The frequency resolution and large bandwidth of our data benefits scattering and scintillation checks on the individual pulses in two ways. First, the pulses detected in 7 bands are combined in software to give 224 channels across the 140 MHz bandwidth allowing examination of scintillation. Second, the large bandwidth of the combined pulse increases sensitivity and makes it possible to identify low-level extended scatter tails. To characterise the scattering time $\tau _{\rm s}$in the pulsar signal, we computed the extent of pulse broadening in the individual giant pulses. If the pulses are scattered by a thin-screen between the source and the observer, the pulses can then be modelled as an one-sided exponential with a vertical rise and a rapid decay (Williamson 1972). This can be written as

\begin{displaymath}
f(t) = \left\{
\begin{array}{l l}
{\rm e}^{-t/\tau_{\rm s}...
... }\\
0 & \qquad \mbox{ if $t < 0$ }.\\
\end{array} \right.
\end{displaymath} (4)

This model was fit to the data using a least-squares minimisation and the 1/e time derived from the models was taken as  $\tau _{\rm s}$ of an individual giant pulse. It is known from the work of Sallmen et al. (1999), that a single one-sided exponential is not sufficient to model the complex structure of the giant pulses at this frequency. However, The large majority of pulses in our data show that the single exponential model agrees within $10\%$ error. Therefore, we proceeded with the single exponential fits. The values of $\tau _{\rm s}$ as a function of observing time and their distribution are shown in the upper and lower panels of Fig. 10, respectively. The reduction in the scattering time towards the end of the observation is consistent with scattered pulses tending to be dimmer, hence below the detection threshold. Only sufficiently bright pulses are detected in the sensitivity limited part of the observation, as discussed in Sect. 3. The scatter tail is also not discernible from the system noise in this part of the observation, limiting the determination of $\tau _{\rm s}$. However, there were fewer pulses so they did not contribute to the distribution of $\tau _{\rm s}$ (lower panel of Fig. 10) significantly.

\begin{figure}
\par\includegraphics[angle=-90,width=7.8cm,clip]{13279fg10.ps}
\end{figure} Figure 10:

Upper panel: a plot of the values of time constant $\tau _{\rm s}$ from the fits to the scattering in the entire duration of observation for those pulses detected at the main pulse phase. The lower panel displays a histogram of the time constants obtained from exponential fits to the scatter tails of individual pulses. The values of $\tau_{\rm s} \le 4.1~\mu$s are from pulses narrower than our time resolution and those that are likely to be free of scattering.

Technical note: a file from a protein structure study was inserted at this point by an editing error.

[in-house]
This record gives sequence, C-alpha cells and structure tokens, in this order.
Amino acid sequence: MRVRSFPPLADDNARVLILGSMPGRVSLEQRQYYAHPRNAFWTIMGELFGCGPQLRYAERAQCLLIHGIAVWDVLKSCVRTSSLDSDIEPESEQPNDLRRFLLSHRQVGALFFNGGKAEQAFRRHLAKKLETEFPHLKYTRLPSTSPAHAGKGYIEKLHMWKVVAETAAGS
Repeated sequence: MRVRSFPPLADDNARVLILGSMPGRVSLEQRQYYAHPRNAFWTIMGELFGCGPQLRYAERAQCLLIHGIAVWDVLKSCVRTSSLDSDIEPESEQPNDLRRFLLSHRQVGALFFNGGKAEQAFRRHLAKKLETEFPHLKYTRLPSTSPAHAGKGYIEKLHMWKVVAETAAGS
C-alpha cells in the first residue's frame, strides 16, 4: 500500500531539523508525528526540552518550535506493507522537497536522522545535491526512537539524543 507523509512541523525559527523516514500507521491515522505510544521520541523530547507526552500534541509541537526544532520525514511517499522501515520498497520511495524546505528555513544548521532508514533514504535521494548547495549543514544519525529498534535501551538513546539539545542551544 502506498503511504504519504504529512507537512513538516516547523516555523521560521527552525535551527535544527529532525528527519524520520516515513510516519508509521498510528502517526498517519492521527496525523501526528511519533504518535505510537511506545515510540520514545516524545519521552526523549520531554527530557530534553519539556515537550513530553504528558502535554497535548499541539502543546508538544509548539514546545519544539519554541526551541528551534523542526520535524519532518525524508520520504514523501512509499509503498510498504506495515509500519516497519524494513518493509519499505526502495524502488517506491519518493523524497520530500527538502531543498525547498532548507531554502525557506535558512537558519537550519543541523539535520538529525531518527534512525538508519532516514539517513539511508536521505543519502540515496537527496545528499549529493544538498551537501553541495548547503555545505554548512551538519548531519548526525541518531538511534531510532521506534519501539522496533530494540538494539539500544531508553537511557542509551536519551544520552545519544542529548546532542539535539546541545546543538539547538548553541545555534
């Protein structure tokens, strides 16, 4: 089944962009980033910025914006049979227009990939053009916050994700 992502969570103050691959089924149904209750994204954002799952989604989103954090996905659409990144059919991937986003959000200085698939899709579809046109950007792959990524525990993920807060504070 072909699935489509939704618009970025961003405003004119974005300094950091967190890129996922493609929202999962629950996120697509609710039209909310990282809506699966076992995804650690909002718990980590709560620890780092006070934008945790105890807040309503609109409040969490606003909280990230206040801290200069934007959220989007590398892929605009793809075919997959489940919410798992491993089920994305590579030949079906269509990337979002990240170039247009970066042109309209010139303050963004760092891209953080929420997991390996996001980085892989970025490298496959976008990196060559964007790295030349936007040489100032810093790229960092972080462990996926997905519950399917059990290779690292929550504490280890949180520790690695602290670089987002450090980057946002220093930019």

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The lower panel of Fig. 10 shows an exponential envelope in the distribution of $\tau _{\rm s}$. The individual pulse scattering time varies from 4.1 $\mu $s to $\sim$90$~\mu$s. The large number of pulses in the distribution with $\tau_{\rm s} \approx 4~\mu$s is related to our ultimate time resolution of 4.1 $\mu $s. This also implies that a large fraction of the pulses have scattering time $\tau_{\rm s} \le 4.1~\mu$s. At a slightly earlier epoch than our observations, Bhat et al. (2007) determined a value of $\tau_{\rm s}=395 \pm 50~\mu$s at 200 MHz. Using their revised frequency scaling of $\tau_{\rm s} \propto \nu^{-3.5\pm 0.2}$, the scattering time at the centre of our band (1373 MHz) is $0.47 \pm 0.05~\mu$s. At a slightly later epoch, Bhat et al. (2008) find a value of $\tau_{\rm s} = 0.8 \pm 0.4~\mu$s at 1300 MHz, which contrasts with the value of 8 ms at 111 MHz (or 1.4 $\mu $s at 1300 MHz using a $\nu^{-3.5}$ scaling law) reported by Kuzmin et al. (2008). With our data, we are not sensitive to scatter times below 4.1 $\mu $s, but to the dispersion seen in the histogram of scatter times in Fig. 10 shows that variations can even be expected within a single observation of six hours. We again refer to Fig. 1 for an example of the extreme form of this variation: the different parts of the same pulse show different scattering effects, imparting a significant structure to the pulse. In their work on DISS, Cordes & Rickett (1998) emphasise that considering the 1/etime equal to  $\tau _{\rm s}$ is only valid for a thin screen and does not always hold. In light of the limited validity in interpreting the 1/e time and the spread in the values of scatter times found in our analysis, we suggest that the scattering in the direction of Crab pulsar cannot be modelled by single thin screen. The spread in $\tau _{\rm s}$ ranges from $\le$$4.1~\mu$s to $\sim$$120~\mu$s in our $\sim$6 hour-observation. This proves most of the scattering cannot be due to the ISM, as the line of sight through the ISM does not change rapidly enough to explain these variations. Therefore, the bulk of scattering should orginate in the Crab nebula. The nebula can clearly give rise to a complex screen or changes in the structures in the vicinity of the pulsar that give rise to the short-term changes in scattering time (Sallmen et al. 1999; Lyne et al. 2001; Backer et al. 2000). The scattering of pulses cannot be in the pulsar magnetosphere. In that case the pulses at lower frequencies that originate higher up in the magnetosphere should show lower scatter times, because according to the standard pulsar models, the number density of charged particles is lower in the upper magnetosphere (Lyubarskii & Petrova 1998). However, $\tau _{\rm s}$ scales with frequency as $\nu^{-3.5}$ (Popov et al. 2006), and this does not support the hypothesis that scattering could have its orgins in the pulsar magnetosphere.